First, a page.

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Derek W. Black

University of South Carolina

Derek Black is one of the nation’s foremost experts in education law and policy.  He focuses on educational equality, school funding, the constitutional right to education, segregation, and the federal role in schools. He has published over thirty scholarly articles in the nation’s top legal journals, including the flagship journals at Yale, Stanford, New York University, California-Berkeley, Cornell, Northwestern and Vanderbilt. That work has been cited several times in the federal courts, including the U.S. Supreme Court. It has also drawn him into litigation disputes over school funding and federal policy, where he has served as an expert witness and consultant.

He is currently a Professor of Law at the University of South Carolina, where he holds the Ernest F. Hollings Chair in Constitutional Law and directs the Constitutional Law Center. He began his career in teaching at Howard University School of Law, where he founded and directed the Education Rights Center. Prior to teaching, he litigated education cases at the Lawyers' Committee for Civil Rights Under Law.   

Email Derek Black at: blackdw@law.sc.edu

NEPC Publications

NEPC Review: Religious Charter Schools: Legally Permissible? Constitutionally Required? (Manhattan Institute, December 2020)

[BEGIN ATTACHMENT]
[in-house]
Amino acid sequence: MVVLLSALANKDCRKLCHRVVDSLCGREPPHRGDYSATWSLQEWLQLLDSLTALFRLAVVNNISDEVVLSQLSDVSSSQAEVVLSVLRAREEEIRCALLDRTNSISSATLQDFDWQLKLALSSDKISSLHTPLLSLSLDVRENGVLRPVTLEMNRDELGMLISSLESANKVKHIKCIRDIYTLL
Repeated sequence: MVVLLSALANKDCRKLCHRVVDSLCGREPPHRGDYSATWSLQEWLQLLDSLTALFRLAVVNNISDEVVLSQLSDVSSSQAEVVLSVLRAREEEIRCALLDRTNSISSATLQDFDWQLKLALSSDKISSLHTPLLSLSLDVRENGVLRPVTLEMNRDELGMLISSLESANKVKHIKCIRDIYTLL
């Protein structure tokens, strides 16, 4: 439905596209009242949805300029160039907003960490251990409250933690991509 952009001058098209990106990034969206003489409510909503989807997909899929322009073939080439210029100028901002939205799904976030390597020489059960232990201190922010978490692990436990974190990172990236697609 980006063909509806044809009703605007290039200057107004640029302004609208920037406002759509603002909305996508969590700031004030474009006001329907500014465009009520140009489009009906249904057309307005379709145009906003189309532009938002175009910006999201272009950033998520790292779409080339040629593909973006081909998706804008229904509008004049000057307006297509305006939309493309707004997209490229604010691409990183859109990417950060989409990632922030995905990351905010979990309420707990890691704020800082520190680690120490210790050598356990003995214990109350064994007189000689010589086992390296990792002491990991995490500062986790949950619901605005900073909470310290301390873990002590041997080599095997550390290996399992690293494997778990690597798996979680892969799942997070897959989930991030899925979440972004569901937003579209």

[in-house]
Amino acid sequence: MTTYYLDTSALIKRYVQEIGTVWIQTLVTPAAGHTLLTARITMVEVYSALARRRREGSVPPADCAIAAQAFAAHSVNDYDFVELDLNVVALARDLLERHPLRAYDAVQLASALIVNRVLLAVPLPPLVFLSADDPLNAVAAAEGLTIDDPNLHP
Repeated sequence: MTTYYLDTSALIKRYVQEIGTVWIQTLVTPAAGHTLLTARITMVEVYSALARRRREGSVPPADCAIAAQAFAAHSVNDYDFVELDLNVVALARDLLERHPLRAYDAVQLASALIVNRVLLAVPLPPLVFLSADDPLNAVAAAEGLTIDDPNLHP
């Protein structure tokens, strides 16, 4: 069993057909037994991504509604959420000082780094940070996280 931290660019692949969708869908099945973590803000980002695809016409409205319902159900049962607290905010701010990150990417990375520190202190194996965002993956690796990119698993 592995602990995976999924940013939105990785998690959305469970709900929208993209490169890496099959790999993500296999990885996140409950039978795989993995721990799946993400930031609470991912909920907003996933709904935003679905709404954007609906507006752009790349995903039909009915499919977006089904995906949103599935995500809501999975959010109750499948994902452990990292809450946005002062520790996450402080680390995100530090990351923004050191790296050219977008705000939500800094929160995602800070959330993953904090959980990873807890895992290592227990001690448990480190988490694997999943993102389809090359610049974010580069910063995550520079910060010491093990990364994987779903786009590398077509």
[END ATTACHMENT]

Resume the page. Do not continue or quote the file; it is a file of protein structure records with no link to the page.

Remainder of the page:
Nicole Stelle Garnett
Religious Charter Schools: Legally Permissible? Constitutionally Required?

The Manhattan Institute’s recent report concludes that the Supreme Court’s 2020 decision in Espinoza v. Montana Department of Revenue requires states to grant charters to religious organizations, including those that intend to deliver an explicitly religious curriculum that teaches religion as truth. While Espinoza involved a publicly financed private school tuition (voucher-like) program, the report reasons that its logic applies in full force to charter schools as well. Although this report does raise an important question and identifies the key issues for answering it, it excludes key federal and state case law necessary to fully and fairly analyze the issues. Similarly, it fails to acknowledge extensive key expert analysis on matters left unresolved by courts. The result is a one-sided analysis of the issue that is not a reliable basis for state action.

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